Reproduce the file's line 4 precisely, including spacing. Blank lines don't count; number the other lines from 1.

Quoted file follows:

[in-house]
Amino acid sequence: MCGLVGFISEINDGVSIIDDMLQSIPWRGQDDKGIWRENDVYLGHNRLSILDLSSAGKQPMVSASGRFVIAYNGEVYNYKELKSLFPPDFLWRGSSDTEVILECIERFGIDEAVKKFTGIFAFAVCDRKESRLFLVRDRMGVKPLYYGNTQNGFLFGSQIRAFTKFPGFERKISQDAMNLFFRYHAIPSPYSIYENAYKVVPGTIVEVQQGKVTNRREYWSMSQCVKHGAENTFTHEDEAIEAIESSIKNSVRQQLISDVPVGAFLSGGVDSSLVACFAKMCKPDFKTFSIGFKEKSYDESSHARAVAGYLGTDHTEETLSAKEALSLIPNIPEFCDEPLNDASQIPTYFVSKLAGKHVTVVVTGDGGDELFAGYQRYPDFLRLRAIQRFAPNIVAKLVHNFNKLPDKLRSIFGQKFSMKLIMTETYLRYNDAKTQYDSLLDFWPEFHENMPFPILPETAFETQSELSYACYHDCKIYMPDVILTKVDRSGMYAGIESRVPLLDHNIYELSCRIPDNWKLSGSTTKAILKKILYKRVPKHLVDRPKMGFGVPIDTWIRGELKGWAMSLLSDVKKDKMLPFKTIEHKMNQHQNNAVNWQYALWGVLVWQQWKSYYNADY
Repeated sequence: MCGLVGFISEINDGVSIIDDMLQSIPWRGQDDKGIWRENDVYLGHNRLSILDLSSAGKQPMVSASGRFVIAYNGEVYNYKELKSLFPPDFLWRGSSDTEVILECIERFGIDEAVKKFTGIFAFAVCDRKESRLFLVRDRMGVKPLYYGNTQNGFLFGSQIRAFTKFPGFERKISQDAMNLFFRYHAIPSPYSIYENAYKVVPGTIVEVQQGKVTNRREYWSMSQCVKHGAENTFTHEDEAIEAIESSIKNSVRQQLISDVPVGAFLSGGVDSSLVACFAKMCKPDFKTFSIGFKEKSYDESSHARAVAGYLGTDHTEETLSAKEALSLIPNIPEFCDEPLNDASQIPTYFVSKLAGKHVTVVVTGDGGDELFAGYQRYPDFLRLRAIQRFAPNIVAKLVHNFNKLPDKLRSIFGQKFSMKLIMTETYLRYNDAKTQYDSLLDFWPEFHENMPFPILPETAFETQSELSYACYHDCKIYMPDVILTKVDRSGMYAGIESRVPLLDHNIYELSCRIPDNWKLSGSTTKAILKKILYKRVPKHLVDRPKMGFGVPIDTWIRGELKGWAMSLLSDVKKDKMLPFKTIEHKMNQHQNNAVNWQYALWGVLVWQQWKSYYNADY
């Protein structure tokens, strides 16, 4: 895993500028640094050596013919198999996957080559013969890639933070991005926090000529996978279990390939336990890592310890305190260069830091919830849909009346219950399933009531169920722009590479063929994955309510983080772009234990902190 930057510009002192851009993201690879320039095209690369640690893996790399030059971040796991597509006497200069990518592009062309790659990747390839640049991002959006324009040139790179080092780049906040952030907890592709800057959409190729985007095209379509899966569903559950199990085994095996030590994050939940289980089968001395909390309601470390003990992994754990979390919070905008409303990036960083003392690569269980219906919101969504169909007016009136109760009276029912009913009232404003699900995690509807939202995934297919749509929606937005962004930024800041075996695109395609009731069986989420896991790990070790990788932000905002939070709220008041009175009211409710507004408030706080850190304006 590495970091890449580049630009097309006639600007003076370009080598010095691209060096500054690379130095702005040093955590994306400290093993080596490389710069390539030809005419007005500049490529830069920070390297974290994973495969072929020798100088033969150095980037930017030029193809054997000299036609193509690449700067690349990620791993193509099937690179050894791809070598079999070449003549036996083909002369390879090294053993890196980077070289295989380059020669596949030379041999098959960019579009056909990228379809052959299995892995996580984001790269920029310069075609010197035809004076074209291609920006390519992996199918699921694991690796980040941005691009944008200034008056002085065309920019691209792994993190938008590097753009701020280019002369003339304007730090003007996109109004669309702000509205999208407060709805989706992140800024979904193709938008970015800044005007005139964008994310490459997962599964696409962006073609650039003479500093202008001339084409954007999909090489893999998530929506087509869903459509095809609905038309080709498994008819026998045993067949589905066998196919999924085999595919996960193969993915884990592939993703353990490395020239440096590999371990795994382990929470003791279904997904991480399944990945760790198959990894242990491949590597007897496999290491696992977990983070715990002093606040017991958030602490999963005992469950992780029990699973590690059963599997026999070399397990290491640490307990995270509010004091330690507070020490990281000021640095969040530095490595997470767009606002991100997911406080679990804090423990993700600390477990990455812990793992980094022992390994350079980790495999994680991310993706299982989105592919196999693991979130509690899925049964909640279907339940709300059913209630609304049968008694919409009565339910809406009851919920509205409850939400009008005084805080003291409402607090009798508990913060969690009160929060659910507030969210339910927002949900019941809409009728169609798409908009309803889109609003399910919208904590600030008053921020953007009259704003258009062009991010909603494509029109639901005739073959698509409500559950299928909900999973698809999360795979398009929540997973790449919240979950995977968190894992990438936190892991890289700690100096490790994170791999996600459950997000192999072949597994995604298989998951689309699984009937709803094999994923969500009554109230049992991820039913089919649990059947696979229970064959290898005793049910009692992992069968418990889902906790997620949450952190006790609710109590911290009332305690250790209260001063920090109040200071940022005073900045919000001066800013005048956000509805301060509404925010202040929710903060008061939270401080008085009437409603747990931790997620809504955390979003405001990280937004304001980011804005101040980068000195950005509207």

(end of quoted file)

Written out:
């Protein structure tokens, strides 16, 4: 895993500028640094050596013919198999996957080559013969890639933070991005926090000529996978279990390939336990890592310890305190260069830091919830849909009346219950399933009531169920722009590479063929994955309510983080772009234990902190 930057510009002192851009993201690879320039095209690369640690893996790399030059971040796991597509006497200069990518592009062309790659990747390839640049991002959006324009040139790179080092780049906040952030907890592709800057959409190729985007095209379509899966569903559950199990085994095996030590994050939940289980089968001395909390309601470390003990992994754990979390919070905008409303990036960083003392690569269980219906919101969504169909007016009136109760009276029912009913009232404003699900995690509807939202995934297919749509929606937005962004930024800041075996695109395609009731069986989420896991790990070790990788932000905002939070709220008041009175009211409710507004408030706080850190304006 590495970091890449580049630009097309006639600007003076370009080598010095691209060096500054690379130095702005040093955590994306400290093993080596490389710069390539030809005419007005500049490529830069920070390297974290994973495969072929020798100088033969150095980037930017030029193809054997000299036609193509690449700067690349990620791993193509099937690179050894791809070598079999070449003549036996083909002369390879090294053993890196980077070289295989380059020669596949030379041999098959960019579009056909990228379809052959299995892995996580984001790269920029310069075609010197035809004076074209291609920006390519992996199918699921694991690796980040941005691009944008200034008056002085065309920019691209792994993190938008590097753009701020280019002369003339304007730090003007996109109004669309702000509205999208407060709805989706992140800024979904193709938008970015800044005007005139964008994310490459997962599964696409962006073609650039003479500093202008001339084409954007999909090489893999998530929506087509869903459509095809609905038309080709498994008819026998045993067949589905066998196919999924085999595919996960193969993915884990592939993703353990490395020239440096590999371990795994382990929470003791279904997904991480399944990945760790198959990894242990491949590597007897496999290491696992977990983070715990002093606040017991958030602490999963005992469950992780029990699973590690059963599997026999070399397990290491640490307990995270509010004091330690507070020490990281000021640095969040530095490595997470767009606002991100997911406080679990804090423990993700600390477990990455812990793992980094022992390994350079980790495999994680991310993706299982989105592919196999693991979130509690899925049964909640279907339940709300059913209630609304049968008694919409009565339910809406009851919920509205409850939400009008005084805080003291409402607090009798508990913060969690009160929060659910507030969210339910927002949900019941809409009728169609798409908009309803889109609003399910919208904590600030008053921020953007009259704003258009062009991010909603494509029109639901005739073959698509409500559950299928909900999973698809999360795979398009929540997973790449919240979950995977968190894992990438936190892991890289700690100096490790994170791999996600459950997000192999072949597994995604298989998951689309699984009937709803094999994923969500009554109230049992991820039913089919649990059947696979229970064959290898005793049910009692992992069968418990889902906790997620949450952190006790609710109590911290009332305690250790209260001063920090109040200071940022005073900045919000001066800013005048956000509805301060509404925010202040929710903060008061939270401080008085009437409603747990931790997620809504955390979003405001990280937004304001980011804005101040980068000195950005509207």